The language we use, the language we hear and read, the language we have become accustomed to is constantly being remodeled. And as this remodeling reshapes our day to day jargon, there are those who embrace it and others who look upon it with trepidation. Words that we once used in conversation before have either died out for lack of use, such as ‘thou”, while other words have been altered, such as ‘television’ is now simply ‘t.v’. Quickly finding its way into our vernacular is a whole range of creative words mostly due to new technologies and ideas. Selfie, a more recent addition in English, was retailored from “self” to give rise to its meaning….the ability to instantly snap a picture of one’s self. And with this technological advancement, for surely it would be rather cumbersome to take a selfie if we had to prepare a tripod every time we had a whim, along with this adapted self-portraiture, comes the instantaneous ability to declare its arrival to the world.
The concept of self-portraiture is not new for as long as there have been artists there have always been portrait painters. However, what is different in the twenty-first century is technology and its dominant place in all societies. Regardless of which hemisphere you live in, we have accrued a most powerful set of tools. Powerful in the sense that some may believe it has transformed much of society into being quite self-indulgent; self-absorbed, self-centered, and perhaps narcissist.
Harsh words… well perhaps, though words that should not be directed only towards the present for humanity has always taken a liking to itself. Perhaps the “selfie” today is yesterday’s “mirror”. Perhaps our inventive technology has been able to just magnify what we already suspected about society, perhaps technology is presenting us with a faster and closer look at what was always there; perhaps we are getting the same images of mankind and womankind now as ‘close-ups’ rather than ‘landscape’.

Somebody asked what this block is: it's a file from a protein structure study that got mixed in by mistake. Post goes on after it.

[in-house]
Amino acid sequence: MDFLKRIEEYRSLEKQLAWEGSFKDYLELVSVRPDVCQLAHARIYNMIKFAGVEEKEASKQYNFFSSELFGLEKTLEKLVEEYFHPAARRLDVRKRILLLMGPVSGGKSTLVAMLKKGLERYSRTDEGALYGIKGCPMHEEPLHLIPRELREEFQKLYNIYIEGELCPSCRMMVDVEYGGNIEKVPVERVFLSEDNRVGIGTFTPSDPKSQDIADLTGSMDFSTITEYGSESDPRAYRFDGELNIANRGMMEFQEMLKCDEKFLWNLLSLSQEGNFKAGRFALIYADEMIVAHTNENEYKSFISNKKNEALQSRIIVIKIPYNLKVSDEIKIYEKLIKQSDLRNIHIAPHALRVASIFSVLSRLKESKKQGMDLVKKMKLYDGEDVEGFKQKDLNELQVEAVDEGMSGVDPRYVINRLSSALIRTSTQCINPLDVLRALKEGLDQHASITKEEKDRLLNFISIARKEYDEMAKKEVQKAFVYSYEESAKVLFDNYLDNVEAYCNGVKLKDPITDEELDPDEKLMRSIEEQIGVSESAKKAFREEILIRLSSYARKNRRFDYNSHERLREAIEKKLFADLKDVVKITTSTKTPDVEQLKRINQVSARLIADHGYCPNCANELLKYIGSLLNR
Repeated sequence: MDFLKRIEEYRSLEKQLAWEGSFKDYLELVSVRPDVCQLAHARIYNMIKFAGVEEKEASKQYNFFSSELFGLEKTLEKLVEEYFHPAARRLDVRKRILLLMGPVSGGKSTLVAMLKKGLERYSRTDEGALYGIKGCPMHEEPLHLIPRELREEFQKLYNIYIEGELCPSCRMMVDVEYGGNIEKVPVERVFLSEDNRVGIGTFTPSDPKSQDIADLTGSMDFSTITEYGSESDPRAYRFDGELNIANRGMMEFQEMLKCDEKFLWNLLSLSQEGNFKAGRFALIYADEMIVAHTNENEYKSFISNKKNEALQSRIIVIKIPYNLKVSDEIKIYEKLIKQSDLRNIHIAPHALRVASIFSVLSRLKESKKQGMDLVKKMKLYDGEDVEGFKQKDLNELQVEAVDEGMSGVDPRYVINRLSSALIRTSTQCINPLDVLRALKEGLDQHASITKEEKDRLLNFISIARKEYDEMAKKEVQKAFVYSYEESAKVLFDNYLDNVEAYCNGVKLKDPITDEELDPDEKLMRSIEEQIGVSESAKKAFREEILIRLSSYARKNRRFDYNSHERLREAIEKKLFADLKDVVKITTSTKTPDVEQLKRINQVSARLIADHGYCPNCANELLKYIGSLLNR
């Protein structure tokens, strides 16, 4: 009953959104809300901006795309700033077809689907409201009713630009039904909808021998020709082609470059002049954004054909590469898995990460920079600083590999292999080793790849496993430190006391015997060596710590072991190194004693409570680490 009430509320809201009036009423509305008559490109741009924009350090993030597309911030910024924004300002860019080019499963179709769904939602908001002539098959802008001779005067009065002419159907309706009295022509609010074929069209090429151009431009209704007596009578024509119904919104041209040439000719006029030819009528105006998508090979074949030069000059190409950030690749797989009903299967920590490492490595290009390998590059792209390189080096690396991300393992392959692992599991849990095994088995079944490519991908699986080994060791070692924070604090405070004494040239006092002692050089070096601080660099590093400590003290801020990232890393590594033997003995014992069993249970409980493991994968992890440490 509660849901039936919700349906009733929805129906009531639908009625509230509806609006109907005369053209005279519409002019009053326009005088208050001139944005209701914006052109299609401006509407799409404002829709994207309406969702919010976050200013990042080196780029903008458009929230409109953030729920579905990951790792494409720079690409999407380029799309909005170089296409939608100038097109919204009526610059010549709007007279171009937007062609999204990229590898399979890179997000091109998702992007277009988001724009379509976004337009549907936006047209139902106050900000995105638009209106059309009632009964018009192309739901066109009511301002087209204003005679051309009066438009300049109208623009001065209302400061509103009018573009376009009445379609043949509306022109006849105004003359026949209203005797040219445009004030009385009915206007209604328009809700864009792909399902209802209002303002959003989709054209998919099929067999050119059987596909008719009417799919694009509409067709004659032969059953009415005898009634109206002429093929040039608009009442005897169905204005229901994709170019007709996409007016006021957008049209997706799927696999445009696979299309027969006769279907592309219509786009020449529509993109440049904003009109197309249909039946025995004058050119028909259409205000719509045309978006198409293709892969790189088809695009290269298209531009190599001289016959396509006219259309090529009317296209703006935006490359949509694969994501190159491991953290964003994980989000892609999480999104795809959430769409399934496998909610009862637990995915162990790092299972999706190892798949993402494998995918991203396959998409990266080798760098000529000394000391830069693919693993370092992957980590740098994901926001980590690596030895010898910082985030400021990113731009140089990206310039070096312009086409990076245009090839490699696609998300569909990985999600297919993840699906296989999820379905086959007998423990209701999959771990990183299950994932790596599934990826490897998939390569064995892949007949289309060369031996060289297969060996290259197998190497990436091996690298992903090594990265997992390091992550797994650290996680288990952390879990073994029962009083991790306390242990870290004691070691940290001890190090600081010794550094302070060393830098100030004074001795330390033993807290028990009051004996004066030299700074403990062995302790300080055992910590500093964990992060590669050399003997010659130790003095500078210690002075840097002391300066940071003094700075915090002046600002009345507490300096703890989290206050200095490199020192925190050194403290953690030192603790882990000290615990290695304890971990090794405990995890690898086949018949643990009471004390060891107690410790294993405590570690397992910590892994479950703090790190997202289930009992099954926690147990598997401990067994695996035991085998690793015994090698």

After all, are we so much more different than our ancestors? I suppose there is something to that old adage… “the apple doesn’t fall far from the tree…”
Today’s blog brings back a very great individual, the esteemed thinker: Dr. Martin Luther King, Jr. (1929-1968); a man widely regarded as America’s paramount advocate of nonviolence. Through his use of the words and acts of nonviolent resistance he was able to achieve seemingly-impossible goals. Dr. Martin Luther King Jr. was a Baptist minister and social activist who led the Civil Rights Movement in the United States. In 1964 King received the Nobel Peace Prize, the youngest person ever to receive this high honor. At the young age of 39, he was tragically assassinated, leaving behind a forever grieving nation.
I now offer to you a moment of time to read the words of a most honored man. From his Sermon Delivered in 1957 at Dexter Avenue Baptist Church, Montgomery, Alabama, “Conquering Self-Centeredness”…I present to you Dr. Martin Luther King, Jr.
“…An individual has not begun to live until he can rise above the narrow horizons of his particular individualistic concerns to the broader concerns of all humanity. And this is one of the big problems of life, that so many people never quite get to the point of rising above self. And so they end up the tragic victims of self-centeredness. They end up the victims of distorted and disrupted personality.
Life has its beginning and its maturity comes into being when an individual rises above self to something greater. Few individuals learn this, and so they go through life merely existing and never living. … They start out, the minute you talk with them, talking about what they can do, what they have done. They’re the people who will tell you, before you talk with them five minutes, where they have been and who they know. They’re the people who can tell you in a few seconds, how many degrees they have and where they went to school and how much money they have. We meet these people every day. And so this is not a foreign subject. It is not something far off. It is a problem that meets us in everyday life. We meet it in ourselves, we meet in other selves: the problem of self-centeredness…
And the way to solve this problem is not to drown out the ego but to find your sense of importance in something outside of the self. And you are then able to live because you have given your life to something outside and something that is meaningful, objectified. You rise above this self-absorption to something outside… This is the way to go through life with a balance, with the proper perspective because you’ve given yourself to something greater than self…”